Let A be an abelian category and S be the set of split exact sequences in A

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COMPUTATION OF SOME EXAMPLES OF GROTHENDIECK GROUPS

1. Some Other type of Grothendieck Groups

Let A be an abelian category and S be a distinguished set of exact sequences in A. We define K(A, S) to be the abelian group generated by [A] with A ∈ ob A with the relation [A] = [A0] + [A00] whenever 0 → A0 → A → A00→ 0 belongs to S.

Example 1.1. Let A be an abelian category and S be the set of split exact sequences in A.

Denote K(A, S) by K(A, +) in this case. Then K(A, +) is characterized by the following properties.

(1) [A] = [A0] + [A00] whenever A is isomorphic to A0⊕ A00, (2) A isomorphic to C implies [A] = [C].

Theorem 1.1. Let A, B be objects in an abelian category A. If [A] = [B] in K(A, ⊕) then there exists an object C in A so that A ⊕ C ∼= B ⊕ C.

This construction can be generalized as follows. Let F : A × A → A be a bifunctor.

The Grothendieck group K(A, F ) is the abelian group generated by the symbols [A] with A ∈ ob A subject to the relation:

(1) A isomorphic to B implies [A] = [B], (2) [F (A, B)] = [A] + [B].

The Grothendieck group K(A, F ) can be constructed as follows. Let F be the free abelian group generated by isomorphism classes of objects of A and R be the subgroup of F gen- erated by [F (A, B)] − [A] − [B] with A, B ∈ ob A. Then the Grothendieck group K(A, F ) is the quotient group F /R.

Theorem 1.2. Let A be a commutative ring with identity and A be the category of finitely generated projective A-modules of rank one. Consider the bifunctor ⊗A : A × A → A defined by the tensor product of A-modules. Then K(A, ⊗A) ∼= Pic(X), where X = Spec A and Pic(X) is the Picard group of X.

Proof. The Picard group of the affine scheme X = Spec A is the group of isomorphism classes [L] of invertible sheaves L on X with the multiplication defined by [L][L0] = [L ⊗OX L0].

It follows from the definition that Pic(X) = K(inv, ⊗OX), where inv is the category of invertible sheaves on X.

Let Φ : A → invX be the functor M 7→ fM , Then Φ is an exact equivalence and Φ(M ⊗AM ) = Φ(M ) ⊗OX Φ(N )

for any M, N ∈ ob A. This implies that K(A, ⊗A) ∼= K(inv, ⊗OX). We conclude that K(A, ⊗A) ∼= Pic(X).

 Let K be a field. Assume that A, B are finite dimensional central simple algebras over K. We say that A ∼ B if there exist n, m ≥ 1 so that

A ⊗KMn(K) ∼= B ⊗KMm(K),

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2 COMPUTATION OF SOME EXAMPLES OF GROTHENDIECK GROUPS

where Mp(K) is the algebra of p × p matrices over K. The Brauer group Br(K) is the set of all equivalent classes with multiplication defined by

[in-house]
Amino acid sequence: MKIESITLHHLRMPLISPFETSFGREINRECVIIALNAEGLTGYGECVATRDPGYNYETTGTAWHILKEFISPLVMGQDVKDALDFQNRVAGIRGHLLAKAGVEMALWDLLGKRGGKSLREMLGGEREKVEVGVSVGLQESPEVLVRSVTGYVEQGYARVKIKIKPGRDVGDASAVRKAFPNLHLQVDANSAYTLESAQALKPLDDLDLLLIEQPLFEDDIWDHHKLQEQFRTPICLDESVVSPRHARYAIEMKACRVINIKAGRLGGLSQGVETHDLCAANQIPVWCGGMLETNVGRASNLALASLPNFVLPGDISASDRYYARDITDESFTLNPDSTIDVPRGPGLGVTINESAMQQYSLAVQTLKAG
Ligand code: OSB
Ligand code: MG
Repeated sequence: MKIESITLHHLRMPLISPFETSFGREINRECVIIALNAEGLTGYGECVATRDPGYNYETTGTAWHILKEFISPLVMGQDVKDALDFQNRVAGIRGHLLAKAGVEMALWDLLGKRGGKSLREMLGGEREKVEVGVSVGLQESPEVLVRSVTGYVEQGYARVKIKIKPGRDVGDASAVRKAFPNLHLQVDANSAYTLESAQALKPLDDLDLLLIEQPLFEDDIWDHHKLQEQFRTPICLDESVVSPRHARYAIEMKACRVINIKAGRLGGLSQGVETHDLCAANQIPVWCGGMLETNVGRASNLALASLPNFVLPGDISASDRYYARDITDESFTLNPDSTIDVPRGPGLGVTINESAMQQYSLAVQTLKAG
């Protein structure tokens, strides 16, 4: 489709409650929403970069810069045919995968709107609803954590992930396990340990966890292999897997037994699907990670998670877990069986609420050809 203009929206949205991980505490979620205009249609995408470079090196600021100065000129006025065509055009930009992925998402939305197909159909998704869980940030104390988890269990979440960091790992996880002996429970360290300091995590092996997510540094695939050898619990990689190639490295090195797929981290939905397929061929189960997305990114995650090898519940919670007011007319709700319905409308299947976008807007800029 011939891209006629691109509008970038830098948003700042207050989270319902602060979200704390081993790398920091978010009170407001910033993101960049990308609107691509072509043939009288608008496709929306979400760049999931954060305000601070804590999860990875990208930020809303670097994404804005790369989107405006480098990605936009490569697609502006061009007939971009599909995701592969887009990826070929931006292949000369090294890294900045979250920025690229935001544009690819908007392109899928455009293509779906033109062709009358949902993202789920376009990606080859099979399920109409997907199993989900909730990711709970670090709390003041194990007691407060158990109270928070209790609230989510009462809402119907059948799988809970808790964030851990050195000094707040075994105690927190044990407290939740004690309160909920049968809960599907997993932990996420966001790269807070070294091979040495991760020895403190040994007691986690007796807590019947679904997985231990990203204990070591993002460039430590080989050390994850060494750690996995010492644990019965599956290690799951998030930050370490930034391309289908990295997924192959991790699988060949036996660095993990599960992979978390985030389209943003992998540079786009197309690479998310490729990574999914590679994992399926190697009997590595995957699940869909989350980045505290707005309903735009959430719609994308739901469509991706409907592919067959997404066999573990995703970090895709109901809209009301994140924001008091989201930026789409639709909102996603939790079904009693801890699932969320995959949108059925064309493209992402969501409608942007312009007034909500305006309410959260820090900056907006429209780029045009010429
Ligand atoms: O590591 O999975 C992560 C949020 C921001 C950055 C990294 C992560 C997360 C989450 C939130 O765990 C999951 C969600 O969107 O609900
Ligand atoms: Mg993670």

[A] · [B] = [A ⊗KB].

The class [K] is the unit element and [A] is the inverse of [A]. Here A is the opposite ring of A.

Let A be the category of finite dimensional central simple algebras over K. Define a map ψ : ob A → Q×+

by ψ(A) = (dimKA)1/2. Then ψ satisfies:

(1) if A is isomorphic to B, ψ(A) = ψ(B), (2) f (A ⊗KB) = f (A) · f (B).

Then we obtain a surjective group homomorphism ψ : K(A, ⊗K) → Q×+ induced from ψ. Notice that

ϕ : G → K(A, ⊗K)

defined by p 7→ [Mp(K)] defines a section of ψ, where p is a prime number i.e. ψ ◦ ϕ = 1

Q×+. Hence the following exact sequence of abelian groups splits:

0 → ker ψ → K(A, ⊗K) → Q×+→ 0.

In other words, we have a direct sum decomposition of abelian groups:

K(A, ⊗K) ∼= ker ψ ⊕ Q×+.

Theorem 1.3. The group ker ψ is isomorphic to the Brauer group Br(K).

Let A be an abelian category and B be a full subcategory of A. We define K(B) to be the abelian group generated by [B] with B ∈ ob B subject to the relation [B] = [B0] + [B00] whenever 0 → B0→ B → B00→ 0 is an exact sequence in A. Notice that the Grothendieck group K(B) depends on the category A.

Example 1.2. Let A be an abelian category of P be the full subcategory of A consisting of projective objects of A. Then K(P) = K(P, ⊕). This follows from the fact that every short exact sequences in P splits.

When A is the category of finitely generated modules over a noetherian ring A, P is the category of finitely generated projective modules over A. Then K(P) is exactly the Grothendieck group defined in the beginning of the lecture.

Let D be an additive category (not necessarily abelian). Suppose A, B, C, D are objects of D. We say that (A, B) ∼ (C, D) if there exist objects E, F of D such that A ⊕ E ∼= C ⊕ F and B ⊕ E ∼= D ⊕ F. Denote G the set of equivalent classes [A, B] defined by this relation.

We define

[A, B] + [C, D] = [A ⊕ C, B ⊕ D].

Then (G, +) forms an abelian group denoted by K(D, ⊕), Definition 1.1. We call K(D, ⊕) the Grothendieck group of D.

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